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Spice up your fucking life

 
All I ever wanted was to be a Spice Girl.
 
During recess in elementary school, my four girlfriends and I (I didn’t play with boys until I started playing with their dicks a few years later) would play Spice Girls every single recess. Being the blonde one in our group, I was automatically Baby Spice, which I was quite happy about. My mommy is my best friend, after all. 
 
I had my first nervous breakdown when Geri left the group. I remember my mom’s boyfriend showed me the newspaper, which had a picture of the Spice Girls on the front with a lightning bolt between Geri and the other girls. As he passed it to me he looked me over warily and said, “I don’t want to upset you . . .” But it was too late. I was already clawing at my nine-year-old wrists. When Spice World ended, mine did too. 
 
After watching the Spice Girls movie in the theatre, I was so jealous of those two little girls who win the contest and get to hang out with the group that I came to school and told everyone that I had won a similar contest and played with Baby and her stuffed animals for hours. I went all out with my lie (I consider my Spice Girls delusions the start of my inflammatory writing career), and some kids even believed me. I got in a screaming fight with my best friend, Sporty Spice, when she said her mom told her that the Spice Girls had never come to our hometown, so it was impossible that I had hung out with them. The fight got so bad she ran home crying, and so commenced my evolution from Baby to Bitch Spice.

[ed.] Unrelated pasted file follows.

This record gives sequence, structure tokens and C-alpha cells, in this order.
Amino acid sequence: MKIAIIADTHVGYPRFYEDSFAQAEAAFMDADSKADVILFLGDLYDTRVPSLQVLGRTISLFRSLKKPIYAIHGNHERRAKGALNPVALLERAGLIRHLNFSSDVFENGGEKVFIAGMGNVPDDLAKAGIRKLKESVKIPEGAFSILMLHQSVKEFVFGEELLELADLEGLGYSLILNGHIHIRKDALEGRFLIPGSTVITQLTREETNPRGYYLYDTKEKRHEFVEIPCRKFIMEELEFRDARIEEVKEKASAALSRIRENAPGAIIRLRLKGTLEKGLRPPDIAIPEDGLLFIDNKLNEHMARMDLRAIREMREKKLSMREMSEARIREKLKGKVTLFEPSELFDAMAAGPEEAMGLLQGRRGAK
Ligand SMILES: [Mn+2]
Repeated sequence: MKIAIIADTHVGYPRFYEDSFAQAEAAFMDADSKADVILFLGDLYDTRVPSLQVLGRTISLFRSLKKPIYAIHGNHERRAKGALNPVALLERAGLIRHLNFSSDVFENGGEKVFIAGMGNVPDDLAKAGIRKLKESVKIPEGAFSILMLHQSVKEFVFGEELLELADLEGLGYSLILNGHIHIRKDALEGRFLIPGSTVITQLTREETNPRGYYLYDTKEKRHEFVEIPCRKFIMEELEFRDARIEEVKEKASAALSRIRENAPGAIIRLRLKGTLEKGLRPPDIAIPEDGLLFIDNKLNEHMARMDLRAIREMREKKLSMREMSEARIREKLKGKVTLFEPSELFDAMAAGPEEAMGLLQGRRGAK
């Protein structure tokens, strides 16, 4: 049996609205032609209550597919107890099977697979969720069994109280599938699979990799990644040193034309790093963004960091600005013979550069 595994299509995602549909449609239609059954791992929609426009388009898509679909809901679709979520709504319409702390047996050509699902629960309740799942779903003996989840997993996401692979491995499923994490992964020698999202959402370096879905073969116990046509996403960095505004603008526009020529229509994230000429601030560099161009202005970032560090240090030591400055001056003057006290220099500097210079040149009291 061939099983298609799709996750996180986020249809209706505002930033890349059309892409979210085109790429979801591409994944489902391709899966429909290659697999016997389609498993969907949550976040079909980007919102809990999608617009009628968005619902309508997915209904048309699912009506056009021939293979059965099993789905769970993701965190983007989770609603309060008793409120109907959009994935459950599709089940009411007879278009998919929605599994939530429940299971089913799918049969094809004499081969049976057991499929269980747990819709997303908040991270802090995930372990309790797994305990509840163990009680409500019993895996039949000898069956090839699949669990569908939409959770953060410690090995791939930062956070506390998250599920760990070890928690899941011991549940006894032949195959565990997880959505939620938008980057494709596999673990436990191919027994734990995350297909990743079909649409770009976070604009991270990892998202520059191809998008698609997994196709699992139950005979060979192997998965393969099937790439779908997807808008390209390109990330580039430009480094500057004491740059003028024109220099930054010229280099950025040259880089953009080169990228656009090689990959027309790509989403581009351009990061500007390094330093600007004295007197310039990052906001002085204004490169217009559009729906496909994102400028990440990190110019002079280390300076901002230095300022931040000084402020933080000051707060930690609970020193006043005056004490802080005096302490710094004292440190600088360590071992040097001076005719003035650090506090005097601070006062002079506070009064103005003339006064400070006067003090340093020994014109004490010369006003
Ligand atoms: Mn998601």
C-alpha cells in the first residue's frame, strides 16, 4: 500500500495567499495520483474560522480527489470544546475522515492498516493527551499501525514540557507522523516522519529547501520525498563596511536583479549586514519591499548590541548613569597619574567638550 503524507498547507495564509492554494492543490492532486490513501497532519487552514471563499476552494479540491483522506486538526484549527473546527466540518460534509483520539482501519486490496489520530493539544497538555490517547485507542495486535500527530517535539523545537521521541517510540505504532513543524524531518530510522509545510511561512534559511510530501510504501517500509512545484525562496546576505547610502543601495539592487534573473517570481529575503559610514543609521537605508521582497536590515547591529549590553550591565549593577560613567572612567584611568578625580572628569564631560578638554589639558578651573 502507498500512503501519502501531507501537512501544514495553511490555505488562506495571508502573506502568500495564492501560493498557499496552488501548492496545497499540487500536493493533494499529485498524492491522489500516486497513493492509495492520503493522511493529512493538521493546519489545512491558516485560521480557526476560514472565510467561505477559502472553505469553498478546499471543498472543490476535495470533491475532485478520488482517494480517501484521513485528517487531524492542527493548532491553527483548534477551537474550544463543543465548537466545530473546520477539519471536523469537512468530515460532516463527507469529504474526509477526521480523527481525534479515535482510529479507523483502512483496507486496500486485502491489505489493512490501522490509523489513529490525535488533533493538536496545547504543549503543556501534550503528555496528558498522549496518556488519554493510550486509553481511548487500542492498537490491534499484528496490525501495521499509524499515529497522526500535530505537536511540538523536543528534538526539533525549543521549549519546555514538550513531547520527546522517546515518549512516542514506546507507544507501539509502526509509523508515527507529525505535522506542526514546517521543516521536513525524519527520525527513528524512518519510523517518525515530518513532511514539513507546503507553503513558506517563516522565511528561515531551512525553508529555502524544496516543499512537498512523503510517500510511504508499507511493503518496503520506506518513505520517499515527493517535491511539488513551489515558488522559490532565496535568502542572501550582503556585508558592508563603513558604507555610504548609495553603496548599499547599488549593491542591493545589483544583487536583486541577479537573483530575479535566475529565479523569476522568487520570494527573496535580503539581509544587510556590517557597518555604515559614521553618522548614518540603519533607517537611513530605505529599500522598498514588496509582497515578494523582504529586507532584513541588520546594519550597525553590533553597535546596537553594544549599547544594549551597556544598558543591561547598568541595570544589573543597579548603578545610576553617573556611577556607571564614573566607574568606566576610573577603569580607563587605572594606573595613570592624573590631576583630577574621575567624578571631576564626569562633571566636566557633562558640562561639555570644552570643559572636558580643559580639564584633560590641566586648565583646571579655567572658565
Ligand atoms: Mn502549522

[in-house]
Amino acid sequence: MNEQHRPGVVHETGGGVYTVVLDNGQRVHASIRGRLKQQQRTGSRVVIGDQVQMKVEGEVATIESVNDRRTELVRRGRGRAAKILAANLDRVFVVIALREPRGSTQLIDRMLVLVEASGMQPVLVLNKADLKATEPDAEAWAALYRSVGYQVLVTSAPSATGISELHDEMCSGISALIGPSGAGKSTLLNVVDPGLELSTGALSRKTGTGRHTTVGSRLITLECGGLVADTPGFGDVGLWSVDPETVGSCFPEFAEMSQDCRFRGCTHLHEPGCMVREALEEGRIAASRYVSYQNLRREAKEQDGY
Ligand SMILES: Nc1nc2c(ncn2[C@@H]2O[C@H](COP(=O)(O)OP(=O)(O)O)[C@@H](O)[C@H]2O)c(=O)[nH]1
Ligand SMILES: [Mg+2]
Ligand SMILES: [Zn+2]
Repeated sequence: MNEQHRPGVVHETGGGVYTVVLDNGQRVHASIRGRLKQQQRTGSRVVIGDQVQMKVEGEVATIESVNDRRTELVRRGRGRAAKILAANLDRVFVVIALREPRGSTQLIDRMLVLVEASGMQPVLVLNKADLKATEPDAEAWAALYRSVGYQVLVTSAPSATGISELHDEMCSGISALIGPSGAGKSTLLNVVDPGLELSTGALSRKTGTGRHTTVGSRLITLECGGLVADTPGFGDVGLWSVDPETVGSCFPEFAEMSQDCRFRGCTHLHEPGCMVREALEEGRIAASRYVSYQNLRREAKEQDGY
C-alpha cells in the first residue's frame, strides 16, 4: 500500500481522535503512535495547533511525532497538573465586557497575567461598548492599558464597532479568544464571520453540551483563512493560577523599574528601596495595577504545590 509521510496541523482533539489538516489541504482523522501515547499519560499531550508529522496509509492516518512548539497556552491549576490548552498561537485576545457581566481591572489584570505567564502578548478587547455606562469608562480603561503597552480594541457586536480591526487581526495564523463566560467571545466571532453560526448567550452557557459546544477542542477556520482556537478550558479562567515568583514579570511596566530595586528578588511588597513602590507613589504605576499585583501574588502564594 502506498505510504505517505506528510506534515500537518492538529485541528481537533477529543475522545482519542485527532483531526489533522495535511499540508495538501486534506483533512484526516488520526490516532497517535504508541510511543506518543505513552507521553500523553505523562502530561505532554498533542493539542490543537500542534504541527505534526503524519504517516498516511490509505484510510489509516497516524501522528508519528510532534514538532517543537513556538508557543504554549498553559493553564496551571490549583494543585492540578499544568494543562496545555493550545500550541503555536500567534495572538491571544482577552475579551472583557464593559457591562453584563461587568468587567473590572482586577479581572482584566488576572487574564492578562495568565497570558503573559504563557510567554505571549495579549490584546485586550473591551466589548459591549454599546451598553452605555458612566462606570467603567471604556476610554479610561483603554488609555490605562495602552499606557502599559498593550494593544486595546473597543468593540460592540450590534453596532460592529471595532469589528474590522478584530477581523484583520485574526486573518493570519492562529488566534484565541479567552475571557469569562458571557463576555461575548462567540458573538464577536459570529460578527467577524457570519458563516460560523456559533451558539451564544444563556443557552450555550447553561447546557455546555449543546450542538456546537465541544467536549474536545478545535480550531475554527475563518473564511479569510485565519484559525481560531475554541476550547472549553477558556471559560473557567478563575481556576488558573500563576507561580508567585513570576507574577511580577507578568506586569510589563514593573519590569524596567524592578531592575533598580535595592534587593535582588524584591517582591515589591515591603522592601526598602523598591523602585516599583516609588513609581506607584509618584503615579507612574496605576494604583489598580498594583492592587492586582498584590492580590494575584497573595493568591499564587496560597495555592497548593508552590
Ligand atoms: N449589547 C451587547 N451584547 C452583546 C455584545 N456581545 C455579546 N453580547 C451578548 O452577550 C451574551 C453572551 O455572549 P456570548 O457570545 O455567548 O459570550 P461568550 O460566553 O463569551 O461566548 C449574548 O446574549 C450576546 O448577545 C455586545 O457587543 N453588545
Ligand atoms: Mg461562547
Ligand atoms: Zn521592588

Unfortunately, I never got to see them perform live anywhere, except in my hyperbolic imagination, but I did get to see the next best thing: five Spice impersonators performing to a sold-out crowd at the Rio Theatre.
 
For my review of Spice World at the Rio and Electric Circus: '90s Brit Pop Invasion, check out Blitz & Shitz in the next issue of Xtra, in boxes May 8.